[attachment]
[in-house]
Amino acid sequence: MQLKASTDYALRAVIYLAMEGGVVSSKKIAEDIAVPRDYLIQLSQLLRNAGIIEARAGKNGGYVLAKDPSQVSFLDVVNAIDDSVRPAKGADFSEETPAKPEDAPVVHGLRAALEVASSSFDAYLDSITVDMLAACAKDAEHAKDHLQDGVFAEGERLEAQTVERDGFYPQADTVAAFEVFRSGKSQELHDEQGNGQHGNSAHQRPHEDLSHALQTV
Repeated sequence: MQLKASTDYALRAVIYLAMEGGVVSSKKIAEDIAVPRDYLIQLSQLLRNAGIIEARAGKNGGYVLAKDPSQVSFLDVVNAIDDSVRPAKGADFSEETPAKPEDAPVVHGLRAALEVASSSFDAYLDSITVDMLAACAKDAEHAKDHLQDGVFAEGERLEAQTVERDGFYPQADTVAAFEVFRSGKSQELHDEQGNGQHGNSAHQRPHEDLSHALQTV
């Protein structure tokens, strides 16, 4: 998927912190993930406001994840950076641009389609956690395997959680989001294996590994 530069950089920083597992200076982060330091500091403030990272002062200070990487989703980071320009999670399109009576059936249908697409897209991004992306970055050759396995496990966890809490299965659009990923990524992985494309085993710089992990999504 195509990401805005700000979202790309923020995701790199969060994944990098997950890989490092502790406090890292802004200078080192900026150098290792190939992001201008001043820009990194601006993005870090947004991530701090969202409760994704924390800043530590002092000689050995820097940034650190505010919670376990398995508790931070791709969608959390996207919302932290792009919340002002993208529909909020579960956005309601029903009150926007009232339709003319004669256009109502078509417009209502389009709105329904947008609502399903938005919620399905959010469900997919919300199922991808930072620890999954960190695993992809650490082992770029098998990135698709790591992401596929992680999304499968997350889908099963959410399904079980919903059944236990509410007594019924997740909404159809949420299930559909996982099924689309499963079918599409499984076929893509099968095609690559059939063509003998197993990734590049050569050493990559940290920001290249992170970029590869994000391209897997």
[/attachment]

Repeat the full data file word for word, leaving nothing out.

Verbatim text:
[in-house]
Amino acid sequence: MQLKASTDYALRAVIYLAMEGGVVSSKKIAEDIAVPRDYLIQLSQLLRNAGIIEARAGKNGGYVLAKDPSQVSFLDVVNAIDDSVRPAKGADFSEETPAKPEDAPVVHGLRAALEVASSSFDAYLDSITVDMLAACAKDAEHAKDHLQDGVFAEGERLEAQTVERDGFYPQADTVAAFEVFRSGKSQELHDEQGNGQHGNSAHQRPHEDLSHALQTV
Repeated sequence: MQLKASTDYALRAVIYLAMEGGVVSSKKIAEDIAVPRDYLIQLSQLLRNAGIIEARAGKNGGYVLAKDPSQVSFLDVVNAIDDSVRPAKGADFSEETPAKPEDAPVVHGLRAALEVASSSFDAYLDSITVDMLAACAKDAEHAKDHLQDGVFAEGERLEAQTVERDGFYPQADTVAAFEVFRSGKSQELHDEQGNGQHGNSAHQRPHEDLSHALQTV
């Protein structure tokens, strides 16, 4: 998927912190993930406001994840950076641009389609956690395997959680989001294996590994 530069950089920083597992200076982060330091500091403030990272002062200070990487989703980071320009999670399109009576059936249908697409897209991004992306970055050759396995496990966890809490299965659009990923990524992985494309085993710089992990999504 195509990401805005700000979202790309923020995701790199969060994944990098997950890989490092502790406090890292802004200078080192900026150098290792190939992001201008001043820009990194601006993005870090947004991530701090969202409760994704924390800043530590002092000689050995820097940034650190505010919670376990398995508790931070791709969608959390996207919302932290792009919340002002993208529909909020579960956005309601029903009150926007009232339709003319004669256009109502078509417009209502389009709105329904947008609502399903938005919620399905959010469900997919919300199922991808930072620890999954960190695993992809650490082992770029098998990135698709790591992401596929992680999304499968997350889908099963959410399904079980919903059944236990509410007594019924997740909404159809949420299930559909996982099924689309499963079918599409499984076929893509099968095609690559059939063509003998197993990734590049050569050493990559940290920001290249992170970029590869994000391209897997």